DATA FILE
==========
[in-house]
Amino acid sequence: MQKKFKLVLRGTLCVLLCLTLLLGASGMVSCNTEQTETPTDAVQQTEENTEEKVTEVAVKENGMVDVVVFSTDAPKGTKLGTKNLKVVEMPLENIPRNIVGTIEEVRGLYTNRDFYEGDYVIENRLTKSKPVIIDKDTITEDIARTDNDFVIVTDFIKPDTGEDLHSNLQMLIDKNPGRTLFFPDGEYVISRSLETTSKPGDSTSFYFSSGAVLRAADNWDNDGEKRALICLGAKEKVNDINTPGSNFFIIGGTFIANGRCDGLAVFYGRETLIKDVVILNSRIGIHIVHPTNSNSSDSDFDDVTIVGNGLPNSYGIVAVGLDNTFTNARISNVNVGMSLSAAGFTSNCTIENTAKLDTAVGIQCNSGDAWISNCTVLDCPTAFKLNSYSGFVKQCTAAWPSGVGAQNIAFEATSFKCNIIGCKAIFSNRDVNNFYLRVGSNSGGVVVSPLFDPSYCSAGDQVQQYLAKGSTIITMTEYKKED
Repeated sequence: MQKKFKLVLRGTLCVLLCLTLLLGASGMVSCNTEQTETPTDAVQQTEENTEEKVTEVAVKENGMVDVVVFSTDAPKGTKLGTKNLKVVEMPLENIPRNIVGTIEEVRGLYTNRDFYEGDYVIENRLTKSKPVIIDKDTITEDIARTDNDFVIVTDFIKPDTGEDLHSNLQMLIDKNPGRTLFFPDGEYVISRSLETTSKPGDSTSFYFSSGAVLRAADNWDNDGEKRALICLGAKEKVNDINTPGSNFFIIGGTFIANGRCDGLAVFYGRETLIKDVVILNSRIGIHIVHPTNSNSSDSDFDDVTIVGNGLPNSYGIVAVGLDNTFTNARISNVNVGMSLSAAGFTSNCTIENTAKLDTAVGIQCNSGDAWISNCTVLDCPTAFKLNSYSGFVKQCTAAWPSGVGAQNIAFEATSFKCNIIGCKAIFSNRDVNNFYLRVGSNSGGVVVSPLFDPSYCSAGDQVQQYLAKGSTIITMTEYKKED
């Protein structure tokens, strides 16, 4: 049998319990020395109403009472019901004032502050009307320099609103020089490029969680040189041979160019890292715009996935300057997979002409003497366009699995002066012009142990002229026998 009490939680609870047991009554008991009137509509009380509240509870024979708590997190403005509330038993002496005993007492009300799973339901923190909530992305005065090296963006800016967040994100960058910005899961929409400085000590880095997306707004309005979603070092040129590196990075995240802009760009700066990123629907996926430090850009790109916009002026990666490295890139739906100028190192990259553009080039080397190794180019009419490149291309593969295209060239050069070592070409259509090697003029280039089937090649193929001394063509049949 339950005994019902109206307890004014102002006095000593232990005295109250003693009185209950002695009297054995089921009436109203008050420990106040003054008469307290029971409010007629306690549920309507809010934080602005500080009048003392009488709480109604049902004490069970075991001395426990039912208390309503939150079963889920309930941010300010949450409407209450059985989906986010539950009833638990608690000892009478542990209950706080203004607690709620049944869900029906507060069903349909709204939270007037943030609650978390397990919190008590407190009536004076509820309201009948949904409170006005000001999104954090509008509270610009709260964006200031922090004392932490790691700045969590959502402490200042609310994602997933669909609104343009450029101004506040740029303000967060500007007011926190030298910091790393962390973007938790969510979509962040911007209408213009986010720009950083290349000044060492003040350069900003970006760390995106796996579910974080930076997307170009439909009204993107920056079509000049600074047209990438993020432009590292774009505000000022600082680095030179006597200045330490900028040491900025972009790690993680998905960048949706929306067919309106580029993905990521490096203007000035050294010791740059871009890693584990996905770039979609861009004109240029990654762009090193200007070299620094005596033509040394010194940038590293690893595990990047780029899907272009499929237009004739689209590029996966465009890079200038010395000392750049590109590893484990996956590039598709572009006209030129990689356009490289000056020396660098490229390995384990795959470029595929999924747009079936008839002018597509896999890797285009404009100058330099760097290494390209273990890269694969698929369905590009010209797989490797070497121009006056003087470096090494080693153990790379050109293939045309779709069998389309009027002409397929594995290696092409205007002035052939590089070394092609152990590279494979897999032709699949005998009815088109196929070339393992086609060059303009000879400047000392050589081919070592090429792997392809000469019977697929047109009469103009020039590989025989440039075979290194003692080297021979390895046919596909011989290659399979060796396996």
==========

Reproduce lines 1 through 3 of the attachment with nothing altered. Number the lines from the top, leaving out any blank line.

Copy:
[in-house]
Amino acid sequence: MQKKFKLVLRGTLCVLLCLTLLLGASGMVSCNTEQTETPTDAVQQTEENTEEKVTEVAVKENGMVDVVVFSTDAPKGTKLGTKNLKVVEMPLENIPRNIVGTIEEVRGLYTNRDFYEGDYVIENRLTKSKPVIIDKDTITEDIARTDNDFVIVTDFIKPDTGEDLHSNLQMLIDKNPGRTLFFPDGEYVISRSLETTSKPGDSTSFYFSSGAVLRAADNWDNDGEKRALICLGAKEKVNDINTPGSNFFIIGGTFIANGRCDGLAVFYGRETLIKDVVILNSRIGIHIVHPTNSNSSDSDFDDVTIVGNGLPNSYGIVAVGLDNTFTNARISNVNVGMSLSAAGFTSNCTIENTAKLDTAVGIQCNSGDAWISNCTVLDCPTAFKLNSYSGFVKQCTAAWPSGVGAQNIAFEATSFKCNIIGCKAIFSNRDVNNFYLRVGSNSGGVVVSPLFDPSYCSAGDQVQQYLAKGSTIITMTEYKKED
Repeated sequence: MQKKFKLVLRGTLCVLLCLTLLLGASGMVSCNTEQTETPTDAVQQTEENTEEKVTEVAVKENGMVDVVVFSTDAPKGTKLGTKNLKVVEMPLENIPRNIVGTIEEVRGLYTNRDFYEGDYVIENRLTKSKPVIIDKDTITEDIARTDNDFVIVTDFIKPDTGEDLHSNLQMLIDKNPGRTLFFPDGEYVISRSLETTSKPGDSTSFYFSSGAVLRAADNWDNDGEKRALICLGAKEKVNDINTPGSNFFIIGGTFIANGRCDGLAVFYGRETLIKDVVILNSRIGIHIVHPTNSNSSDSDFDDVTIVGNGLPNSYGIVAVGLDNTFTNARISNVNVGMSLSAAGFTSNCTIENTAKLDTAVGIQCNSGDAWISNCTVLDCPTAFKLNSYSGFVKQCTAAWPSGVGAQNIAFEATSFKCNIIGCKAIFSNRDVNNFYLRVGSNSGGVVVSPLFDPSYCSAGDQVQQYLAKGSTIITMTEYKKED